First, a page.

const len = 32;
const key = require('crypto').randomBytes(Math.ceil((len * 3) / 4)).toString('base64').slice(0, len),

I enforce auth in the HTTPS header: authorization Basic userId:key so I can look up the key using userId which saves me having to put an extra index on the key field itself in mongo.

If anyone's interested, here's my full webapp handler code:
const version = 1;

const codes = {
	400: 'Bad request',
	401: 'Unauthorized',
	404: 'Not found',
	405: 'Method not allowed',
	429: 'Too many requests',

const rateLimits = {
	GET: 5000,
	POST: 500,

WebApp.connectHandlers.use('/api-data/', (req, res, next) => {
	var body = "";
	const now = new Date;  // for logging how long this function takes
	req.on('data', Meteor.bindEnvironment(data => body += data));

	req.on('end', Meteor.bindEnvironment(() => {
		res.setHeader('Cache-Control', 'no-store, no-cache, must-revalidate, proxy-revalidate, max-age=0');
		const method = req.method;

		// respond to a CORS preflight request:
		if (method=="OPTIONS" && req.headers["access-control-request-method"] && req.headers.origin) {
			res.setHeader('Access-Control-Allow-Origin', '*');
			res.setHeader('Access-Control-Allow-Methods', 'POST, GET, OPTIONS');
			res.setHeader('Access-Control-Allow-Headers', 'Authorization, Content-Type');
			res.setHeader('Access-Control-Max-Age', '86400'); // 24 hours

		function sendError(code, msg) {
			console.warn('api', code, msg || codes[code], method, req.url, req.headers, body);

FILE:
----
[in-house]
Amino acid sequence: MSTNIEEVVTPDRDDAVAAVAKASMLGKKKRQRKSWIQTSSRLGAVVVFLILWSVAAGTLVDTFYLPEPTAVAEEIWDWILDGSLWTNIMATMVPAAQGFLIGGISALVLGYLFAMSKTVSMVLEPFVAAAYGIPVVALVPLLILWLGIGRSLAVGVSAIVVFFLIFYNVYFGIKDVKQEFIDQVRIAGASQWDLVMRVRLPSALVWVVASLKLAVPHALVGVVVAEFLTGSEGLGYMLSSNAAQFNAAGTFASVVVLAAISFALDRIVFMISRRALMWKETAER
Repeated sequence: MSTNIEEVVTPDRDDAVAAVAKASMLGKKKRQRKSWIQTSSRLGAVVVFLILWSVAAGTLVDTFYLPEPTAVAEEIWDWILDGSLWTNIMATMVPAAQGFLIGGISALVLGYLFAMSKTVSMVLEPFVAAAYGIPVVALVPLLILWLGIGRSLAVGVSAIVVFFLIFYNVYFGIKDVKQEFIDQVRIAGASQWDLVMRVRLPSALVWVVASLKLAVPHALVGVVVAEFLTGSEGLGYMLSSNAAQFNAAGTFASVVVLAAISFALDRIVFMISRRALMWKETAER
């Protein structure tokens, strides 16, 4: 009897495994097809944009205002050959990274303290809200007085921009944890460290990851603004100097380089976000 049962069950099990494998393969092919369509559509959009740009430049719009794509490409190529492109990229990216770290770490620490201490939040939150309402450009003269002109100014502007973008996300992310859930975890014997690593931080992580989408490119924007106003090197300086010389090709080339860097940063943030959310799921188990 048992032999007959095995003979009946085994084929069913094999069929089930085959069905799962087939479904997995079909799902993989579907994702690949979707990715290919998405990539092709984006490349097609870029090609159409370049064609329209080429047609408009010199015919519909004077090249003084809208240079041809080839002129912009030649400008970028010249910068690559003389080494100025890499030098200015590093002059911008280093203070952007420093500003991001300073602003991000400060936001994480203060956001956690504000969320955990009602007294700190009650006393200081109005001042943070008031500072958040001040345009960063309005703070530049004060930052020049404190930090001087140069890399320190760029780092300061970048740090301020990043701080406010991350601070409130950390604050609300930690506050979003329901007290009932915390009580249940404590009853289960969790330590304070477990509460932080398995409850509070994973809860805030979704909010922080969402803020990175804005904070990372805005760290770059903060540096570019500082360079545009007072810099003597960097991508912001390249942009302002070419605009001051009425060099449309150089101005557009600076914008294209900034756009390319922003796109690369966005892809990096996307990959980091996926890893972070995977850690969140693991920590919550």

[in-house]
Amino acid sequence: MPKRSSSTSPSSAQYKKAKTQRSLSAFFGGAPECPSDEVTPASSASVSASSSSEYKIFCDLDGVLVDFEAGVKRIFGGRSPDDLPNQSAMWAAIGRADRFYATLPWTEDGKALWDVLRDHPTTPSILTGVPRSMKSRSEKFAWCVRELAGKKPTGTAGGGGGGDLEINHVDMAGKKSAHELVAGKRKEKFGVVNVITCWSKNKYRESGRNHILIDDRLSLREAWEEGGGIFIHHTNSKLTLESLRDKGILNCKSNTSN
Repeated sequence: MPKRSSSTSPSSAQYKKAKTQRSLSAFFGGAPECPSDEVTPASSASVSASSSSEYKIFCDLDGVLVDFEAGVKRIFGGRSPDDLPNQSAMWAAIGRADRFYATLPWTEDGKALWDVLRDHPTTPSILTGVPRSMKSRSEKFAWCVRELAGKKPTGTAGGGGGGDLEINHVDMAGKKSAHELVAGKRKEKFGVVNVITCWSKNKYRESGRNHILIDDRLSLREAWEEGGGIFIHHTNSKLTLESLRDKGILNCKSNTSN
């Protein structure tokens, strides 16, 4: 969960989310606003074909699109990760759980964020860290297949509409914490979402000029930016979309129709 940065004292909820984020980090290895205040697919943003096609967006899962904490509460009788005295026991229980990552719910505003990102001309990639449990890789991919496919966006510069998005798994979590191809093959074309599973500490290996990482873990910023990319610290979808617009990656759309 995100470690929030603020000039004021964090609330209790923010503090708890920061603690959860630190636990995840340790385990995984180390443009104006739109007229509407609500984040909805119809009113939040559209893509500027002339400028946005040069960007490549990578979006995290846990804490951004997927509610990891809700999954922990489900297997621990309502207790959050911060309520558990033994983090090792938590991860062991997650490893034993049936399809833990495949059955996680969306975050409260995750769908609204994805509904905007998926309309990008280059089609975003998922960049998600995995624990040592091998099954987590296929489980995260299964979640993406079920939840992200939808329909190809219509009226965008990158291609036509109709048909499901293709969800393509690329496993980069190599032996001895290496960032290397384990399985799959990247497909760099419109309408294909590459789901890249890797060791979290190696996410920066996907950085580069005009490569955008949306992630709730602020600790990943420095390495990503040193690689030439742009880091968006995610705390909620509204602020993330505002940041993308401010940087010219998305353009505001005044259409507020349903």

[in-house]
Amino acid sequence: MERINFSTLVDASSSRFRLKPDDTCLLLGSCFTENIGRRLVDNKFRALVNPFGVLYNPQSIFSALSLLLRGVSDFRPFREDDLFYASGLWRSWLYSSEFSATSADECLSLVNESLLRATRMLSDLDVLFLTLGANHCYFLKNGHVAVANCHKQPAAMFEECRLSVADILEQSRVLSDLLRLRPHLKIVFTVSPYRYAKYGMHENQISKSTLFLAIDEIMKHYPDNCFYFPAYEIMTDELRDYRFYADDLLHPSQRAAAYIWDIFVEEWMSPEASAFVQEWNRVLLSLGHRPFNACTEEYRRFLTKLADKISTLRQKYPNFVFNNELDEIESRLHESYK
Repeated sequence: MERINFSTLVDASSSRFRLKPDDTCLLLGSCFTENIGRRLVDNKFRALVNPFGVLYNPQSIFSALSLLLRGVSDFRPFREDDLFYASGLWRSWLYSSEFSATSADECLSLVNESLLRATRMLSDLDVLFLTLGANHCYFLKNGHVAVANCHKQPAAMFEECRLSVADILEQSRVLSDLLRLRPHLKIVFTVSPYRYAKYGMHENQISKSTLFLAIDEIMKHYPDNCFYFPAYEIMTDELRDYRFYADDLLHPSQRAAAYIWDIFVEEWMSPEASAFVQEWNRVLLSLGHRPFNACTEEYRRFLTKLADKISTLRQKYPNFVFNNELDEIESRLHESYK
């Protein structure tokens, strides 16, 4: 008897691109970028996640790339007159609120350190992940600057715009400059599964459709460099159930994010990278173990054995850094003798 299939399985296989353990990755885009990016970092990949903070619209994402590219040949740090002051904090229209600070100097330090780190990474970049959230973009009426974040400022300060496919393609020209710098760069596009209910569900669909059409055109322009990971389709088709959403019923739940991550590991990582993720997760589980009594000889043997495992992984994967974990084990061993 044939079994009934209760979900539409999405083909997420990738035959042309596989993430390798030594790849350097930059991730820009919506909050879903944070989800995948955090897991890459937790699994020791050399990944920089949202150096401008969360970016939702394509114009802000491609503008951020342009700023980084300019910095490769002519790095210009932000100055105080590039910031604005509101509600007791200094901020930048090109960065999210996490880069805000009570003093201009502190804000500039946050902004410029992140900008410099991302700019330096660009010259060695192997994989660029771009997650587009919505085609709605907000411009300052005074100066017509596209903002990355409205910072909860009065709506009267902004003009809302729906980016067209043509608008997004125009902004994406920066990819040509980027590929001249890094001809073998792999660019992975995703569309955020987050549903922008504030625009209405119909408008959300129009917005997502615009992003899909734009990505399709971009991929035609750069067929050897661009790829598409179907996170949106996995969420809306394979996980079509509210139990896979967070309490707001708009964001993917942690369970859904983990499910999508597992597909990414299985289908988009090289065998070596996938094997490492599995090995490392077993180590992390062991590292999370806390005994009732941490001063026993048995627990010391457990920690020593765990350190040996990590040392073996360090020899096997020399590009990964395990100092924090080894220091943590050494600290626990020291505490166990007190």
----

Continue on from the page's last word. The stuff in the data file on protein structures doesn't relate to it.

res.writeHead(code, { 'Content-Type': 'text/plain'});
			res.end(msg || codes[code] || '');

		// check method
		if (!rateLimits[method]) return sendError(405);

		// check auth
		const auth = (req.headers.authorization || '').match(/^basic (\S+):(\S+)$/i);
		if (!auth) return sendError(401);
		const [, userId, key] = auth;
		let user = Meteor.users.findOne({_id: userId, "apiKey.key": key}, {fields: {
			profile: 1,
			status: 1,
			'apiKey.touched': 1,
		if (!user) return sendError(401);

		// check rate limit
		if (now - user.apiKey.touched < rateLimits[method]) return sendError(429);

		// get api end point and version
		const parts = req.url.substr(1).split('/');
		let reqVersion = version; // default to latest version
		if (/^v\d+$/.test(parts[0])) {
			reqVersion = parts[0].substr(1) * 1;
		req.url = parts.join('/');

		// this is my only api end point so far...
		if (req.url != 'user/status') return sendError(404);

		function finish(updated) {
			Meteor.users.update(userId, {$set: {"apiKey.touched": now}});
			if (updated) {
				// the user has been updated, fetch a new copy...
				user = Meteor.users.findOne(userId, {fields: {profile: 1, status: 1}});

			const result = {
				status: 'ok',
				out: user.status.out,
				location: user.status.status || '',
				time: user.status.time || '',
				history: user.status.history || [],
			res.writeHead(200, { 'Content-Type': 'application/json' });
			console.log('api', method, 'v'+reqVersion, req.url, userId, body, (new Date - now)+'ms');

		if (method=="GET") {
		} else {
			let json = '';
			try {
				json = JSON.parse(body);
			} catch(e) {
				return sendError(400, 'Could not parse JSON');
			// process POST request - this is async, hence defining the `finish()` callback function above...
			doSomethingAsync(json, () => finish(true /* modified  */));

Edit: added code to respond to CORS preflight request


It looks like the 2020 answer for this question is ‘Use Apollo’. This page demonstrates an authenticated request:

Someone please jump in if there’s something else I’m missing. restivus/simple:rest are virtually dead at this point (4-5 years w/ no changes, dozens of open issues, open PR’s, etc.).